It’s All In The Detail: The Abstract Lives of Famous Artists

For the second blog in my “It’s All In The Detail” series, I’m turning my attention to the artists themselves.
They say every picture tells a story but what about the story behind the pictures? When you spend as much time framing artwork and objects as I do, your mind is often drawn to the person who created the work in the first place.
We’re probably all familiar with the eccentricities of the likes of Vincent Van Gogh. More modern artists, such as Banksy, Tracy Emin and Damien Hurst are colourful characters who’ve attracted interest in their lives and thought processes as a result of ground-breaking work. But what about some lesser known tales?
Salvador Dali and the restaurant tantrum
Take Salvador Dali, for example, flamboyant to say the least but also, according to this tale, ahead of his time. In a scene more reminiscent of today’s modern living art, Dali was dining in his usual restaurant in his birthplace of Figueres, Spain (somewhere he frequented, sitting in the same seat, for over 60 years). On this occasion he’d asked to be seated at a different table. Having ordered fish soup, he suddenly jumped up, smashing the plate and shouting “I’m Dali!” It smashed and red soup flew all over the place and, after a few moments of embarrassed silence, Dali started to collect the pieces of the plate and sign them, handing them out to the other delighted guests. This final act seemingly transformed his unexplained outburst into its very own piece of art.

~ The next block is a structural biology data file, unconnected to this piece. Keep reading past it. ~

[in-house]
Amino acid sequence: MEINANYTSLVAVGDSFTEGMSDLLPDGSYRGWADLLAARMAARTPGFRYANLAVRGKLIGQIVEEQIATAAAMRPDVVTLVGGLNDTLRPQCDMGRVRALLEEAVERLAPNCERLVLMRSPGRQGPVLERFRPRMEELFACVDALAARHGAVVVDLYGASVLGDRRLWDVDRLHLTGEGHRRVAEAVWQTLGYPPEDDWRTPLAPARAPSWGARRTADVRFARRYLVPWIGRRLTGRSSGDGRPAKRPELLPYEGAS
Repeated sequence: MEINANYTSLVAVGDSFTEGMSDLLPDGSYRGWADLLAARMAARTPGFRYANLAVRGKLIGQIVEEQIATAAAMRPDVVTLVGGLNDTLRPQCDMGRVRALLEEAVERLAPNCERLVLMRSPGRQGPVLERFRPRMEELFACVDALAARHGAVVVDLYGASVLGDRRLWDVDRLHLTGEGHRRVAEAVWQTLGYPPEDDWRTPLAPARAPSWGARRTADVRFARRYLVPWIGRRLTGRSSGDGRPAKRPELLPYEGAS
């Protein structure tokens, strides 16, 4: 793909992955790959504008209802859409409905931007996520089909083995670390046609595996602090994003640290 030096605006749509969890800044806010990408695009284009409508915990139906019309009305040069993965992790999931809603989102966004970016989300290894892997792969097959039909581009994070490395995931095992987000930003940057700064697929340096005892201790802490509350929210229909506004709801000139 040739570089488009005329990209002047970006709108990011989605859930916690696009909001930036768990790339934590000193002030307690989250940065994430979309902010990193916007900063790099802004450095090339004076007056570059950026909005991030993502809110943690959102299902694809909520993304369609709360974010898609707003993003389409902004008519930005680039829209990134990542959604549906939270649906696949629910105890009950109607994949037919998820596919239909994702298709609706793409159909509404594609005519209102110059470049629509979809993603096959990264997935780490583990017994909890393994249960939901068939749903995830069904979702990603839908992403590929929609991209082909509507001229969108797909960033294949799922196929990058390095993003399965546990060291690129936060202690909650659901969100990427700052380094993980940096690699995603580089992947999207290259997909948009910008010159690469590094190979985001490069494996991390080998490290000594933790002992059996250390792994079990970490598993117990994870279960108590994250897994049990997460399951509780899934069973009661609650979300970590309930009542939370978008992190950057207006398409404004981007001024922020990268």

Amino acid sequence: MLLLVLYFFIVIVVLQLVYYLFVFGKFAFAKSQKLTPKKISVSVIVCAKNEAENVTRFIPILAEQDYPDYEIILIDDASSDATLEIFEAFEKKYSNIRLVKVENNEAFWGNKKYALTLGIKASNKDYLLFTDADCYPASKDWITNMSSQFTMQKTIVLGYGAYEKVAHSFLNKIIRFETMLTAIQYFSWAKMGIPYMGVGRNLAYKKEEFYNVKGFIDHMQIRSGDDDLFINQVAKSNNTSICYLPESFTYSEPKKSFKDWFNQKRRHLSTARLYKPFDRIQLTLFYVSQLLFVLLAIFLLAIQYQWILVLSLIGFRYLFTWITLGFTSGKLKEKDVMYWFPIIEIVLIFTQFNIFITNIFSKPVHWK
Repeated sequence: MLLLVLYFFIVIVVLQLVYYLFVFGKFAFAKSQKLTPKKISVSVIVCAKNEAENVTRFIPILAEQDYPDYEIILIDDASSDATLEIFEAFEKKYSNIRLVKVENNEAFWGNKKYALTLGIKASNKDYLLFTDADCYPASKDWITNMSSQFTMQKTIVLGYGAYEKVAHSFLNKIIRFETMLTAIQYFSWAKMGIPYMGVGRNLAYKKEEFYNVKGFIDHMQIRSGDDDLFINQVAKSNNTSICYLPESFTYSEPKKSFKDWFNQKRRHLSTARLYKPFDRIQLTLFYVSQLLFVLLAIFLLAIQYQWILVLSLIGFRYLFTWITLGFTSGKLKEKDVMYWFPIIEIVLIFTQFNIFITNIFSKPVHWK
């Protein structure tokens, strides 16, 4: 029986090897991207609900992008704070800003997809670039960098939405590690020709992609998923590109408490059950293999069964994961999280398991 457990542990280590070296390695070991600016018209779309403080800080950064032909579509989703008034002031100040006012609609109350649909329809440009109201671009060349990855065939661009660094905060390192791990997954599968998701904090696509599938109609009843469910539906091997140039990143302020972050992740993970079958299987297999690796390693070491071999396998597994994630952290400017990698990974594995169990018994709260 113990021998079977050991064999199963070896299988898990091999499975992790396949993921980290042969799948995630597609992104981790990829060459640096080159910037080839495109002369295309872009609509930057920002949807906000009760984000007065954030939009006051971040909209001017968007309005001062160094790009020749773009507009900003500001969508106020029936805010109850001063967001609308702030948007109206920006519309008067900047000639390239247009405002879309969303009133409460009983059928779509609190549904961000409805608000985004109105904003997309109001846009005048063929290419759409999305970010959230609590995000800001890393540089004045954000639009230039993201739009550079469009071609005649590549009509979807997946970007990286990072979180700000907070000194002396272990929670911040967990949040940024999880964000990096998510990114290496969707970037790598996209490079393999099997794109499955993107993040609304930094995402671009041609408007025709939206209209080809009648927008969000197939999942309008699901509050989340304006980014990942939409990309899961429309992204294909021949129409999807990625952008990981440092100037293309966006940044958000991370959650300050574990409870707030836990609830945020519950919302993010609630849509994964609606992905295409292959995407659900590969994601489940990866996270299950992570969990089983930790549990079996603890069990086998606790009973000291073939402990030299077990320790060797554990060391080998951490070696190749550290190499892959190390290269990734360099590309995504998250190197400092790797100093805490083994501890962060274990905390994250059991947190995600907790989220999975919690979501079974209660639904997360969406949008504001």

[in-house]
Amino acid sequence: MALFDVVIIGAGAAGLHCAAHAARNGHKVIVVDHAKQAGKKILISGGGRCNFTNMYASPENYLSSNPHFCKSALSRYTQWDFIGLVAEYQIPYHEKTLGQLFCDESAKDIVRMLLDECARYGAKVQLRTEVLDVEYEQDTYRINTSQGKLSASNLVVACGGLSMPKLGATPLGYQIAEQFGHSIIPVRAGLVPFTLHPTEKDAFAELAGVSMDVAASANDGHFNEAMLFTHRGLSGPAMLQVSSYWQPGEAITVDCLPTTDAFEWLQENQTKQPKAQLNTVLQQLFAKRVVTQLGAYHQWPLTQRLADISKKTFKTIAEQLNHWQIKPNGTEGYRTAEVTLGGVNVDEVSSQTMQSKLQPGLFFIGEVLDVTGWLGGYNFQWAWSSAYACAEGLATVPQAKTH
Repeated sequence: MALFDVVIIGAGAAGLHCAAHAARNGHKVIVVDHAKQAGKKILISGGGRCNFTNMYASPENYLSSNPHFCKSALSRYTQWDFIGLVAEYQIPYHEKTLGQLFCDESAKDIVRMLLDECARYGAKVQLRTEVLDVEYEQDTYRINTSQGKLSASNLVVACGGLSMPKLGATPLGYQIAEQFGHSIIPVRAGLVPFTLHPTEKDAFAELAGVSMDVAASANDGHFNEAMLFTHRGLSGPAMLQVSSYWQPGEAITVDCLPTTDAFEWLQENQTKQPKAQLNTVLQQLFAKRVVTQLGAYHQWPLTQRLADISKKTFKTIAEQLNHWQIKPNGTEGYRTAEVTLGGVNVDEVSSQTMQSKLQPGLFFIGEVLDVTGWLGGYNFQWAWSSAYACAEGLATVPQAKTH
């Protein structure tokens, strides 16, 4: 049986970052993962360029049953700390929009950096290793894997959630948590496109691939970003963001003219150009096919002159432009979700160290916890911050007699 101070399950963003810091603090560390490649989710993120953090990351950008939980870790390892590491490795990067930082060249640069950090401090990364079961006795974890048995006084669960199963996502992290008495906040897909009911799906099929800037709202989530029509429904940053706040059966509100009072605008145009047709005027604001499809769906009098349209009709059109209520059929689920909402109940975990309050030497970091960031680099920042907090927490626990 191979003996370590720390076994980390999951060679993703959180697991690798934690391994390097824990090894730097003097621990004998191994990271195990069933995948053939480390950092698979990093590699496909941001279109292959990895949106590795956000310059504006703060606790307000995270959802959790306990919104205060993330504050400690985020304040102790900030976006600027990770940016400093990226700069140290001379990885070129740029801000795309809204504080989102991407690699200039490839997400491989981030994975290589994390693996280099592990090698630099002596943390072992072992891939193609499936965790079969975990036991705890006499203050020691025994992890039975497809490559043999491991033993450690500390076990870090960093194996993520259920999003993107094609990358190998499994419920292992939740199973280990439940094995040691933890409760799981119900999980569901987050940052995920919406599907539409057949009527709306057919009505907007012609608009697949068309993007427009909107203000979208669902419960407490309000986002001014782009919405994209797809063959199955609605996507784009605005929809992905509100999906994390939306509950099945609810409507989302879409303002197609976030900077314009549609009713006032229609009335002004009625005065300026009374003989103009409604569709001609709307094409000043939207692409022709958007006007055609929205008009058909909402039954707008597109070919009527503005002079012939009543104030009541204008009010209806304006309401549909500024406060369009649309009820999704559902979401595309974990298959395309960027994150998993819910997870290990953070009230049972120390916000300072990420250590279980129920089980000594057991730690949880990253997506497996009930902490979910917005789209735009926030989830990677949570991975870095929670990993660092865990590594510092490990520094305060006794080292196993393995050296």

Claude Monet and his ‘attention to detail’
Like many artists of his time, Monet suffered with cataracts. As his vision blurred and colours lost their hue, he reluctantly agreed to have treatment (something which came with more than a little risk in those days). Thankfully he recovered but records show his doctor believed he had developed the ability to see UV light as a result of the operation. This is thought to be a major factor in what differentiates his style and makes his paintings so recognisable. He wasn’t painting what he saw, but instead the way the light enveloped those objects. His alternative approach to painting didn’t make him any less of a perfectionist though, with reports that he once employed a gardener to go out onto his pond every morning and dust the waterlilies before he would even consider putting brush to canvas.

Tamara de Lempicka and her supreme confidence
A lesser-known but no less renowned Polish-American artist by the name of Tamara de Lempicka began her career by the age of 12. Having sat for a famous painter, she hated the resulting portrait and was convinced she could do a better job herself. She went on to create her first ever picture, of her sister Adrienne, and went on to become a famous art deco painter.

There’s no doubt that with great talent comes eccentricity and a total lack of fear in showing your true self to the world. If you know of any other amazing artist anecdotes, I’d love to hear them.

Make Your House A Home With Artwork

Welcome to the first blog in my “It’s All In The Detail” series. I’m going to be taking a regular look at the finer points of artwork and framing and exploring how your pictures can really be brought to life – as well as making your home and surroundings come to life.